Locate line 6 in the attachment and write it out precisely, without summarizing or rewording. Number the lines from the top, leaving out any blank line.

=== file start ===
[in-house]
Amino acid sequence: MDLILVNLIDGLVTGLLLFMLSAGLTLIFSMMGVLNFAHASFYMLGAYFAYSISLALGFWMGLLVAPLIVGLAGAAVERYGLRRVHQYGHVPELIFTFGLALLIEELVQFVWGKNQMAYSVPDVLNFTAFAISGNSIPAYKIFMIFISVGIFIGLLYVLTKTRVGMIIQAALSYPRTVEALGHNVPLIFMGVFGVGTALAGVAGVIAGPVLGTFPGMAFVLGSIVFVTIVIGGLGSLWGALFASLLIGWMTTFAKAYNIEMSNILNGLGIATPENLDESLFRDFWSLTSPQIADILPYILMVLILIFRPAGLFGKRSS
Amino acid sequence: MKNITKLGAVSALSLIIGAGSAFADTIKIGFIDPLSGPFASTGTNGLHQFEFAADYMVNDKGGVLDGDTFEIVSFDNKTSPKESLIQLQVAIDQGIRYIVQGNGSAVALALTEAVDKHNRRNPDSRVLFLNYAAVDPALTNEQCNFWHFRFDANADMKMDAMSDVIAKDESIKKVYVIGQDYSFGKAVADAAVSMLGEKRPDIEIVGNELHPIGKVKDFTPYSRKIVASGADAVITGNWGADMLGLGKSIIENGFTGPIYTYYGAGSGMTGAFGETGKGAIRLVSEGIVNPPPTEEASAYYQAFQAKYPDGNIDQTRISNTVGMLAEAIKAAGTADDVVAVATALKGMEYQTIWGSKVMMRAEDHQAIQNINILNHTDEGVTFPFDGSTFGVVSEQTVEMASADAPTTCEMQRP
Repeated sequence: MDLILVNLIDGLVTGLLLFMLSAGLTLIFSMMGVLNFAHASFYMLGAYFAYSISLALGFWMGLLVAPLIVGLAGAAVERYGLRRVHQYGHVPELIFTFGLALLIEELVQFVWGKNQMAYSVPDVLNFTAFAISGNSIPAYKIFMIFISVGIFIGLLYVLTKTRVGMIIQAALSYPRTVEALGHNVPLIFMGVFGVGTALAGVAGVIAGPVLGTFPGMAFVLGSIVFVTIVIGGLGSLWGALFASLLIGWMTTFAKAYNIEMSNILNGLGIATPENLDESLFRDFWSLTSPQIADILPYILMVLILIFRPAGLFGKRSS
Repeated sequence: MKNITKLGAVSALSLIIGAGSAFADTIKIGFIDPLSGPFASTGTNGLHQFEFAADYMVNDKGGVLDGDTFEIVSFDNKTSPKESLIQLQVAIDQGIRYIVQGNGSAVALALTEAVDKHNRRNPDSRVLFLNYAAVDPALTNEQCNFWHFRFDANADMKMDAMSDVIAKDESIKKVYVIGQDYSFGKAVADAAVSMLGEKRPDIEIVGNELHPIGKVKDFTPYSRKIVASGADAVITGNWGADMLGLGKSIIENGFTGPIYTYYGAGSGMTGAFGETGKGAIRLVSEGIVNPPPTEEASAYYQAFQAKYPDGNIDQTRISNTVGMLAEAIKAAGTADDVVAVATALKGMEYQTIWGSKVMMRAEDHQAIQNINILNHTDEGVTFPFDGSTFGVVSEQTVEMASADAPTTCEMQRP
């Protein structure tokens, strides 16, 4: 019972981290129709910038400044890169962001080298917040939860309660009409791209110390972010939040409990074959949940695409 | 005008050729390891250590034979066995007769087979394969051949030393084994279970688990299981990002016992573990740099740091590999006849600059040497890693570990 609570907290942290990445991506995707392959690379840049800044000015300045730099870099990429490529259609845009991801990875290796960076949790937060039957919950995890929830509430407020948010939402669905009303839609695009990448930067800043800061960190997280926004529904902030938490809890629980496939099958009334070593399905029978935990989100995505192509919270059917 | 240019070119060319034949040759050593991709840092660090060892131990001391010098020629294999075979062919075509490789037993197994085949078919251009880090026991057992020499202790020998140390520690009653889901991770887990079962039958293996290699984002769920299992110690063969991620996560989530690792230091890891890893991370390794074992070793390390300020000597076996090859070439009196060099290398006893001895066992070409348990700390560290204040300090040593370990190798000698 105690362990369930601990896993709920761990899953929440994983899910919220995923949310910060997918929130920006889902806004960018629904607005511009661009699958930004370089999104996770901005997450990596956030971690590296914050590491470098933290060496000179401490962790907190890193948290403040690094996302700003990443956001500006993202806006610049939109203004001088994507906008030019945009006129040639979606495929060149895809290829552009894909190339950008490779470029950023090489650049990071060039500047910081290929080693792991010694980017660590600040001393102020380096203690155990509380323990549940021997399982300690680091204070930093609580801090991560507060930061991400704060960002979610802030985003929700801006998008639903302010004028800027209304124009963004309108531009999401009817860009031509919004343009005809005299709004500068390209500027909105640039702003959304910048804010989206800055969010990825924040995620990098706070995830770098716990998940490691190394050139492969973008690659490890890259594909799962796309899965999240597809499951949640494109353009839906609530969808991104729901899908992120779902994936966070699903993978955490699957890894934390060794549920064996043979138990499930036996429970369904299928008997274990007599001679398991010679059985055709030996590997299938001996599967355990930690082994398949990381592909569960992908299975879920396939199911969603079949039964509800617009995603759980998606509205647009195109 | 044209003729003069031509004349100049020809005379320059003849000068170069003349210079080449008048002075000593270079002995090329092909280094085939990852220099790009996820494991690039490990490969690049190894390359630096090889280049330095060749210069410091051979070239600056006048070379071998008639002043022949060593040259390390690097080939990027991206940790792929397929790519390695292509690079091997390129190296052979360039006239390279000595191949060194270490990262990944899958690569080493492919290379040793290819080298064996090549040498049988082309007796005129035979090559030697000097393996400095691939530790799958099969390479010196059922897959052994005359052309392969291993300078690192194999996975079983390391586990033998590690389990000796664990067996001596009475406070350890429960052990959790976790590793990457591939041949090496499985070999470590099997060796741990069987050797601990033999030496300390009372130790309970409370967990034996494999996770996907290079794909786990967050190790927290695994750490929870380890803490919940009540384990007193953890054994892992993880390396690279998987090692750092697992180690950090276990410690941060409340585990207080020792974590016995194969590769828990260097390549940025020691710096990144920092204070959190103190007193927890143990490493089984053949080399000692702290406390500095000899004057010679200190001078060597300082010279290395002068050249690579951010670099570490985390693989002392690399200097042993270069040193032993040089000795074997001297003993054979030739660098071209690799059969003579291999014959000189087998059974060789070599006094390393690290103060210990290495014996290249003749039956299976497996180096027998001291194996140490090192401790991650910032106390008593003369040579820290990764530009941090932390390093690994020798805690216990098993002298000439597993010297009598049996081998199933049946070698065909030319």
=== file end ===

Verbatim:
């Protein structure tokens, strides 16, 4: 019972981290129709910038400044890169962001080298917040939860309660009409791209110390972010939040409990074959949940695409 | 005008050729390891250590034979066995007769087979394969051949030393084994279970688990299981990002016992573990740099740091590999006849600059040497890693570990 609570907290942290990445991506995707392959690379840049800044000015300045730099870099990429490529259609845009991801990875290796960076949790937060039957919950995890929830509430407020948010939402669905009303839609695009990448930067800043800061960190997280926004529904902030938490809890629980496939099958009334070593399905029978935990989100995505192509919270059917 | 240019070119060319034949040759050593991709840092660090060892131990001391010098020629294999075979062919075509490789037993197994085949078919251009880090026991057992020499202790020998140390520690009653889901991770887990079962039958293996290699984002769920299992110690063969991620996560989530690792230091890891890893991370390794074992070793390390300020000597076996090859070439009196060099290398006893001895066992070409348990700390560290204040300090040593370990190798000698 105690362990369930601990896993709920761990899953929440994983899910919220995923949310910060997918929130920006889902806004960018629904607005511009661009699958930004370089999104996770901005997450990596956030971690590296914050590491470098933290060496000179401490962790907190890193948290403040690094996302700003990443956001500006993202806006610049939109203004001088994507906008030019945009006129040639979606495929060149895809290829552009894909190339950008490779470029950023090489650049990071060039500047910081290929080693792991010694980017660590600040001393102020380096203690155990509380323990549940021997399982300690680091204070930093609580801090991560507060930061991400704060960002979610802030985003929700801006998008639903302010004028800027209304124009963004309108531009999401009817860009031509919004343009005809005299709004500068390209500027909105640039702003959304910048804010989206800055969010990825924040995620990098706070995830770098716990998940490691190394050139492969973008690659490890890259594909799962796309899965999240597809499951949640494109353009839906609530969808991104729901899908992120779902994936966070699903993978955490699957890894934390060794549920064996043979138990499930036996429970369904299928008997274990007599001679398991010679059985055709030996590997299938001996599967355990930690082994398949990381592909569960992908299975879920396939199911969603079949039964509800617009995603759980998606509205647009195109 | 044209003729003069031509004349100049020809005379320059003849000068170069003349210079080449008048002075000593270079002995090329092909280094085939990852220099790009996820494991690039490990490969690049190894390359630096090889280049330095060749210069410091051979070239600056006048070379071998008639002043022949060593040259390390690097080939990027991206940790792929397929790519390695292509690079091997390129190296052979360039006239390279000595191949060194270490990262990944899958690569080493492919290379040793290819080298064996090549040498049988082309007796005129035979090559030697000097393996400095691939530790799958099969390479010196059922897959052994005359052309392969291993300078690192194999996975079983390391586990033998590690389990000796664990067996001596009475406070350890429960052990959790976790590793990457591939041949090496499985070999470590099997060796741990069987050797601990033999030496300390009372130790309970409370967990034996494999996770996907290079794909786990967050190790927290695994750490929870380890803490919940009540384990007193953890054994892992993880390396690279998987090692750092697992180690950090276990410690941060409340585990207080020792974590016995194969590769828990260097390549940025020691710096990144920092204070959190103190007193927890143990490493089984053949080399000692702290406390500095000899004057010679200190001078060597300082010279290395002068050249690579951010670099570490985390693989002392690399200097042993270069040193032993040089000795074997001297003993054979030739660098071209690799059969003579291999014959000189087998059974060789070599006094390393690290103060210990290495014996290249003749039956299976497996180096027998001291194996140490090192401790991650910032106390008593003369040579820290990764530009941090932390390093690994020798805690216990098993002298000439597993010297009598049996081998199933049946070698065909030319």